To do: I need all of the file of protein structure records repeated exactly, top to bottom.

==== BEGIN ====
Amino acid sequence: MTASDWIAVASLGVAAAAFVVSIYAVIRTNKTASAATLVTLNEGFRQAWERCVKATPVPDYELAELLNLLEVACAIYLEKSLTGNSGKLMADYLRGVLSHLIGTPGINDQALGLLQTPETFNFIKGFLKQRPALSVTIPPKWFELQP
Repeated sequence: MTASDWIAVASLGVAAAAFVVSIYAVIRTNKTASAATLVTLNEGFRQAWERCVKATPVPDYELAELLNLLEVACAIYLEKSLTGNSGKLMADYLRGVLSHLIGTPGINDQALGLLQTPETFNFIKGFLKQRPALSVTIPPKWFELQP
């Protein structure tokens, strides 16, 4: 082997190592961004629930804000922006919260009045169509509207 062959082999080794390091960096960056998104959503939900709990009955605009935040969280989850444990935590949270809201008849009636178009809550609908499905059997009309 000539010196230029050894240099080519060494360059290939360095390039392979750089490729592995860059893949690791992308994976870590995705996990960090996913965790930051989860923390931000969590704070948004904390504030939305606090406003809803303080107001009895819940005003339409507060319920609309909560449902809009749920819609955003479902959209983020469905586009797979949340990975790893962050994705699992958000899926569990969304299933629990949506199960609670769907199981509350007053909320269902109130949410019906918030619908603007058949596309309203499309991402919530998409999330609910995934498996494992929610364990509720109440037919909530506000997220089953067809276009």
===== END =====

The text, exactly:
Amino acid sequence: MTASDWIAVASLGVAAAAFVVSIYAVIRTNKTASAATLVTLNEGFRQAWERCVKATPVPDYELAELLNLLEVACAIYLEKSLTGNSGKLMADYLRGVLSHLIGTPGINDQALGLLQTPETFNFIKGFLKQRPALSVTIPPKWFELQP
Repeated sequence: MTASDWIAVASLGVAAAAFVVSIYAVIRTNKTASAATLVTLNEGFRQAWERCVKATPVPDYELAELLNLLEVACAIYLEKSLTGNSGKLMADYLRGVLSHLIGTPGINDQALGLLQTPETFNFIKGFLKQRPALSVTIPPKWFELQP
């Protein structure tokens, strides 16, 4: 082997190592961004629930804000922006919260009045169509509207 062959082999080794390091960096960056998104959503939900709990009955605009935040969280989850444990935590949270809201008849009636178009809550609908499905059997009309 000539010196230029050894240099080519060494360059290939360095390039392979750089490729592995860059893949690791992308994976870590995705996990960090996913965790930051989860923390931000969590704070948004904390504030939305606090406003809803303080107001009895819940005003339409507060319920609309909560449902809009749920819609955003479902959209983020469905586009797979949340990975790893962050994705699992958000899926569990969304299933629990949506199960609670769907199981509350007053909320269902109130949410019906918030619908603007058949596309309203499309991402919530998409999330609910995934498996494992929610364990509720109440037919909530506000997220089953067809276009």